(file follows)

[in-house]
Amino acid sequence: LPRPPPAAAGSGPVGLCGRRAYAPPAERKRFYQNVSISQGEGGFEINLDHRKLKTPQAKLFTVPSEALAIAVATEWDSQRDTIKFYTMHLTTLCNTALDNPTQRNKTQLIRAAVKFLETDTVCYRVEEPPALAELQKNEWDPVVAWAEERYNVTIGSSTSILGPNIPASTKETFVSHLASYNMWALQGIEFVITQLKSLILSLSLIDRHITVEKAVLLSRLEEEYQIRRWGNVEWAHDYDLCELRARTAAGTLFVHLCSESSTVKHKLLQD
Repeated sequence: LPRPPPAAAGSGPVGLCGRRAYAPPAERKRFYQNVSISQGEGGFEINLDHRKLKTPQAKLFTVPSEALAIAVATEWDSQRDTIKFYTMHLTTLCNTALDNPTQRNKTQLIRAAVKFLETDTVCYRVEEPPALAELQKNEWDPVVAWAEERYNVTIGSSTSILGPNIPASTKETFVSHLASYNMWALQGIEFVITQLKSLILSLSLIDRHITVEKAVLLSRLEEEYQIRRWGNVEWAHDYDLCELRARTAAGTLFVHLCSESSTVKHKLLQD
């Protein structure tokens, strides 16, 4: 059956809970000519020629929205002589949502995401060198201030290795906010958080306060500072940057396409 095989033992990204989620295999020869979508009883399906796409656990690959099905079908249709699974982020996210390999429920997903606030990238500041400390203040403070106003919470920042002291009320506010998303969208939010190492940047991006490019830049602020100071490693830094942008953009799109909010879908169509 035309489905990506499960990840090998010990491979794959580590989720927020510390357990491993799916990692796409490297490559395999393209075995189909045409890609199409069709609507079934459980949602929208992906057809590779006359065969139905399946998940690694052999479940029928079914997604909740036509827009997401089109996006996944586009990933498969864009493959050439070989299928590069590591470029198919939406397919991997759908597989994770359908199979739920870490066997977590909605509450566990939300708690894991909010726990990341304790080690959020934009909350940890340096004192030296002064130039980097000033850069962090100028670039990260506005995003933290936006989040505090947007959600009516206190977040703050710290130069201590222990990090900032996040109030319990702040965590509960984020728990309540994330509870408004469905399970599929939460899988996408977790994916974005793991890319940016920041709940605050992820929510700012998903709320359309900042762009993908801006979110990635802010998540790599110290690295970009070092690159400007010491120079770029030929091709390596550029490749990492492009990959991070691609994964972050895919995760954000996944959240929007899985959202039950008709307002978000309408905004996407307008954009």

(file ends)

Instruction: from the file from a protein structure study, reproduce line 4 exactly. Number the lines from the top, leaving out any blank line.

């Protein structure tokens, strides 16, 4: 059956809970000519020629929205002589949502995401060198201030290795906010958080306060500072940057396409 095989033992990204989620295999020869979508009883399906796409656990690959099905079908249709699974982020996210390999429920997903606030990238500041400390203040403070106003919470920042002291009320506010998303969208939010190492940047991006490019830049602020100071490693830094942008953009799109909010879908169509 035309489905990506499960990840090998010990491979794959580590989720927020510390357990491993799916990692796409490297490559395999393209075995189909045409890609199409069709609507079934459980949602929208992906057809590779006359065969139905399946998940690694052999479940029928079914997604909740036509827009997401089109996006996944586009990933498969864009493959050439070989299928590069590591470029198919939406397919991997759908597989994770359908199979739920870490066997977590909605509450566990939300708690894991909010726990990341304790080690959020934009909350940890340096004192030296002064130039980097000033850069962090100028670039990260506005995003933290936006989040505090947007959600009516206190977040703050710290130069201590222990990090900032996040109030319990702040965590509960984020728990309540994330509870408004469905399970599929939460899988996408977790994916974005793991890319940016920041709940605050992820929510700012998903709320359309900042762009993908801006979110990635802010998540790599110290690295970009070092690159400007010491120079770029030929091709390596550029490749990492492009990959991070691609994964972050895919995760954000996944959240929007899985959202039950008709307002978000309408905004996407307008954009």